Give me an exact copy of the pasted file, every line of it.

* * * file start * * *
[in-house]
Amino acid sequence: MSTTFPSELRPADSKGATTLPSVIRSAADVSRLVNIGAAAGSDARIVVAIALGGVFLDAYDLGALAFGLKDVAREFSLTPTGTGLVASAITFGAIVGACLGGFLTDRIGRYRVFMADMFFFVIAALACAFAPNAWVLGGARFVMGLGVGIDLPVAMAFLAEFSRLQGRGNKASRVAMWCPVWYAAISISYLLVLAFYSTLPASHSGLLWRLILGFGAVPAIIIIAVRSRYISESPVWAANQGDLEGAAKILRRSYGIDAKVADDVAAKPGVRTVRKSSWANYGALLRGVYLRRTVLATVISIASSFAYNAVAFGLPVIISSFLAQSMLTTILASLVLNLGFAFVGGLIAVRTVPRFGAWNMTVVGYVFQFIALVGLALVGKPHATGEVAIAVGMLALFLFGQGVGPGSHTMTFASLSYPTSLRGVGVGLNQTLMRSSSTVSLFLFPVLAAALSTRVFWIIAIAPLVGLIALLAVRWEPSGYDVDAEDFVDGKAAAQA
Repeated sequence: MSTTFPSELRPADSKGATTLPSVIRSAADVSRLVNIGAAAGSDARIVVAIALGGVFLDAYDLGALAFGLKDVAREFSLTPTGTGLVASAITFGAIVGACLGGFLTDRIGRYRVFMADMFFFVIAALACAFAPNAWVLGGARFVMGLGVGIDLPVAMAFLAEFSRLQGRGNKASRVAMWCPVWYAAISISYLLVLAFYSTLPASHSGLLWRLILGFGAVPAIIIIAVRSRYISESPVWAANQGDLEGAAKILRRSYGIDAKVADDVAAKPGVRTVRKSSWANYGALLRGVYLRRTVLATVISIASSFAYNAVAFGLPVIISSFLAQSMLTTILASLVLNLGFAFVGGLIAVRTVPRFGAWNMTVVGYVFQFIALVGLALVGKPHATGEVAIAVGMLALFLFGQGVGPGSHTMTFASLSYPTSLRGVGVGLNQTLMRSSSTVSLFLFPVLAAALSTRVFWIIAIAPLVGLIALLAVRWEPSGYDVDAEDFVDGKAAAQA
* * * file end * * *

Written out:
[in-house]
Amino acid sequence: MSTTFPSELRPADSKGATTLPSVIRSAADVSRLVNIGAAAGSDARIVVAIALGGVFLDAYDLGALAFGLKDVAREFSLTPTGTGLVASAITFGAIVGACLGGFLTDRIGRYRVFMADMFFFVIAALACAFAPNAWVLGGARFVMGLGVGIDLPVAMAFLAEFSRLQGRGNKASRVAMWCPVWYAAISISYLLVLAFYSTLPASHSGLLWRLILGFGAVPAIIIIAVRSRYISESPVWAANQGDLEGAAKILRRSYGIDAKVADDVAAKPGVRTVRKSSWANYGALLRGVYLRRTVLATVISIASSFAYNAVAFGLPVIISSFLAQSMLTTILASLVLNLGFAFVGGLIAVRTVPRFGAWNMTVVGYVFQFIALVGLALVGKPHATGEVAIAVGMLALFLFGQGVGPGSHTMTFASLSYPTSLRGVGVGLNQTLMRSSSTVSLFLFPVLAAALSTRVFWIIAIAPLVGLIALLAVRWEPSGYDVDAEDFVDGKAAAQA
Repeated sequence: MSTTFPSELRPADSKGATTLPSVIRSAADVSRLVNIGAAAGSDARIVVAIALGGVFLDAYDLGALAFGLKDVAREFSLTPTGTGLVASAITFGAIVGACLGGFLTDRIGRYRVFMADMFFFVIAALACAFAPNAWVLGGARFVMGLGVGIDLPVAMAFLAEFSRLQGRGNKASRVAMWCPVWYAAISISYLLVLAFYSTLPASHSGLLWRLILGFGAVPAIIIIAVRSRYISESPVWAANQGDLEGAAKILRRSYGIDAKVADDVAAKPGVRTVRKSSWANYGALLRGVYLRRTVLATVISIASSFAYNAVAFGLPVIISSFLAQSMLTTILASLVLNLGFAFVGGLIAVRTVPRFGAWNMTVVGYVFQFIALVGLALVGKPHATGEVAIAVGMLALFLFGQGVGPGSHTMTFASLSYPTSLRGVGVGLNQTLMRSSSTVSLFLFPVLAAALSTRVFWIIAIAPLVGLIALLAVRWEPSGYDVDAEDFVDGKAAAQA